Randall’s finally heads south, posting about Carson McCullers’ “Sucker” http://timeenuf.blogspot.com/2014/08/sucker-by-carson-mccullers.html

Katherine visits The Barnum Museum once more, sharing the penultimate remaining Steven Millhauser story in her deck, “Alice, Fallinghttp://katenread.wordpress.com/2014/08/16/deal-me-in-week-33-alice-falling/

I wrote about two stories, “Class of 1990″ by Rebecca Emin and “The Bell in the Fog” by Gertrude Atherton. I’m going to stop linking to my own posts since you can “just scroll down” and you’re already at my blog. 🙂

My use of the word “penultimate” above reminded me of one of my favorite cartoons, that I think first appeared in The New Yorker. Any excuse to share…



George R.R. Martin a short story writer? http://www.independent.co.uk/arts-entertainment/books/news/game-of-thrones-author-george-rr-martin-reveals-hes-tempted-to-publish-neverbeforeseen-writing-9674262.html

Though not a Deal Me In post, regular DMI contributor James’s following entry is certainly worth a look: http://jamesreadsbooks.com/2014/08/15/a-short-story-review-anthology-hemingway-williams-babel-alexie-cunningham-paley-murakami-kinsella/

Harry Potter star Daniel Radcliffe (now 25) stars in the series “A Young Doctor’s Notebook” – an adaptation of Mikhail Bulgakov’s short stories http://www.stltoday.com/entertainment/television/gail-pennington/daniel-radcliffe-wizard-poet-doctor-actor/article_cd739684-53b3-5a52-b2d0-8eb2a895152a.html

P.S. I’ll be off-line almost all of next weekend (Indianapolis Open Chess Tournament – Nerd Alert!) so my week 34 wrap up post will certainly be delayed. 🙂

Gertrude Atherton’s “The Bell in the Fog”


For week 31 of my Deal Me In short story challenge (yes, I’m playing a little catch-up), I selected the King of diamonds, which corresponded to this story. Atherton is one of several authors that I’ve learned of through Paula Cappa’s excellent blog and her weekly Tuesday’s Tale of Terror feature. I don’t think she’s covered this particular story, but Atherton has come up at least once that I remember Based on Paula’s preferred type of story, I was expecting my pick to be a supernatural delight. In that I was “disappointed” since there isn’t a major supernatural element in it. I also was left grumbling a little at its “unsatisfying” (to me, anyway) ending, but oh, the writing! Atherton is an author I’ll revisit time and again I’m sure.

(Below: Gertrude Atherton)


***minor spoilers follow***
The Bell in the Fog is the story of Ralph Orth, an accomplished and much respected author, who inherits the English estate (Chillingsworth) of his great-aunt. He quickly becomes enamored of the newfound pleasures of life at this estate, and is particularly charmed by two old family portraits, a young boy and a young girl. The girl’s portrait enchanted him in particular:

“She was angelically fair, and, young as she was – she could not have been more than six years old – her dark-blue eyes had a beauty of mind which must have been remarkable twenty years later. Her pouting mouth was like a little scarlet serpent.”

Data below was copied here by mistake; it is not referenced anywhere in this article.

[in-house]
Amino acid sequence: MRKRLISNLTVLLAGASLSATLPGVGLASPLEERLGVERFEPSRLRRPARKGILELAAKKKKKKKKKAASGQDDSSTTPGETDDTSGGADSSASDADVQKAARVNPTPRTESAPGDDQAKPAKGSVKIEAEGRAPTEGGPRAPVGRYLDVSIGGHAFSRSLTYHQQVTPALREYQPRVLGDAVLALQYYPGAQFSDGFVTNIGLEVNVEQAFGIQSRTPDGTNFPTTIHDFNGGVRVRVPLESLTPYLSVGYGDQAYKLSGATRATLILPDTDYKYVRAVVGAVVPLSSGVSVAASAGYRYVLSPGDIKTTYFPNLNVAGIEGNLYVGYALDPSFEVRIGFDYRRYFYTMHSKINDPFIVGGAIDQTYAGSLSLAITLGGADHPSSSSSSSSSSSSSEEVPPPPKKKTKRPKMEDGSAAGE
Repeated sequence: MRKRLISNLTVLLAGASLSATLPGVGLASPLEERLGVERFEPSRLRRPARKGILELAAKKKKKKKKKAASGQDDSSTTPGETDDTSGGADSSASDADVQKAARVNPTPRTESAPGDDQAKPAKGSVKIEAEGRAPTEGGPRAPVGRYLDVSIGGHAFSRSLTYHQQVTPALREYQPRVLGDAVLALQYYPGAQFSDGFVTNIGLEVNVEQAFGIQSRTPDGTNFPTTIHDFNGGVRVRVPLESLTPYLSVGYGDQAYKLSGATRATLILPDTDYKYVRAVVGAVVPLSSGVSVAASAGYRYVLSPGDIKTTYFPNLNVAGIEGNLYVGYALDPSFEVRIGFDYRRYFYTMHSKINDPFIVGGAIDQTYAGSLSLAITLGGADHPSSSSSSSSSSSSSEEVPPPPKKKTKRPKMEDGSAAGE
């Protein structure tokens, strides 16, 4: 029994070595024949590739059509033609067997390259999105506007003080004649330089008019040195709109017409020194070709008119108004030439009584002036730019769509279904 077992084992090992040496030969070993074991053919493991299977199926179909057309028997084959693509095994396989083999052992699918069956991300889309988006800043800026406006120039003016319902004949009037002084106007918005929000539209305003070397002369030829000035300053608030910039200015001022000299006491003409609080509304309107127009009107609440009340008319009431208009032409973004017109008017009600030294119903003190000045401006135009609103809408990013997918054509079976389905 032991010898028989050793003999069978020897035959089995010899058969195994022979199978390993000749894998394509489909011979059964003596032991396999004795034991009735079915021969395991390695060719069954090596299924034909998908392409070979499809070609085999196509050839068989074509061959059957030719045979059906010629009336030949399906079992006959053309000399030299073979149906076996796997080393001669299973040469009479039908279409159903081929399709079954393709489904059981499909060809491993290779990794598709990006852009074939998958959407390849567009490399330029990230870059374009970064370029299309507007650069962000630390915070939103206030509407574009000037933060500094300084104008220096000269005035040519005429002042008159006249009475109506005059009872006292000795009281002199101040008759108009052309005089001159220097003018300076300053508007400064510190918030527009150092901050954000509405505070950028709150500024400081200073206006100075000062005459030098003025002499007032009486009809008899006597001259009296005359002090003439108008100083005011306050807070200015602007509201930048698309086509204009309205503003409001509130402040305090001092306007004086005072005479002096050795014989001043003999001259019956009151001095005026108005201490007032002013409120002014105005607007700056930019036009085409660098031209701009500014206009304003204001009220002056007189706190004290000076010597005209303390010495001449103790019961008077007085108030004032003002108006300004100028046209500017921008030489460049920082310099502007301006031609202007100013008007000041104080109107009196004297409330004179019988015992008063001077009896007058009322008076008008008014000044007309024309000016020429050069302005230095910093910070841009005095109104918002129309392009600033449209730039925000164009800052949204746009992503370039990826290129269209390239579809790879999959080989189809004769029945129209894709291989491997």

He speculates about what must have become of the children. Of the girl, he muses:

“‘Did she live to grow up, I wonder?’ he thought. ‘She should have made a remarkable, even a famous woman, with those eyes and that brow, but – could the spirit within that ethereal frame stand the enlightenments of maturity? Would not that mind – purged, perhaps, in a long probation from the dross of other existences – flee in disgust from the commonplace problems of a woman’s life? Such perfect beings should die while they are still perfect.'”

His investigations into who the children were yield imperfect results, with one questioned sighing that “I’m afraid the painter was their only biographer.” It was upon Orth’s return from one of his investigations that I fell in love with Atherton’s writing:

“The next night, as his train travelled over the great wastes of Lancashire, a thousand chimneys were spouting forth columns of fire. Where the sky was not red it was black. The place looked like hell. Another time Orth’s imagination would have gathered immediate inspiration from this wildest region of England. The fair and peaceful counties of the south had nothing to compare in infernal grandeur with these acres of flaming columns. The chimneys were invisible in the lower darkness of the night; the fires might have leaped straight from the angry caldron of the earth.”

Surely this description was born of Atherton’s own experience during a nighttime rail trip in the region. I can almost picture her in my mind’s eye, gazing out the train window, observing and noting a scene that would find its way into her writing.

But, getting back to the story, Orth is also a writer, and a talented one might bring the children into existence again – in a way at least. He makes them the subject of a new novel, and finds new creative energy. He becomes rather obsessed with the portraits of the children and his imaginings of what they would be like. He begins to think of them as his own and occasionally it was only “with an effort that he sometimes humorously reminded himself that another man had fathered them,and that their little skeletons were under the choir of the chapel.”

After living “two months in his fool’s paradise” he begins to acknowledge to himself that he’s becoming a bit too obsessed, but then on one of his habitual, long daily walks (“England seems to cry out to be walked upon.”) he encounters a young girl who appears to be “the original of the portrait” with which he has become obsessed!

It turns out the girl he meets is no spirit, but a coincidentally similar-looking American girl, whose mother is visiting a local family. Orth’s obsession is transferred to the living girl for whom he wishes to provide “infinite opportunities” (thankfully his interest in her is seemingly platonic and not too “creepy” – “The paternal was all he had to give, but that was hers forever.”) and even wants to adopt her. Will he possibly be able to convince her mother to allow this?

Read this story online at: http://www.online-literature.com/gertrude-atherton/bell-in-the-fog/1/

Have you heard of or read anything by Gertrude Atherton? Do you care to share any recommendations? What great “tales of obsession” have you encountered in your literary travels? Do share…

Playing card image from playingcardcollector.net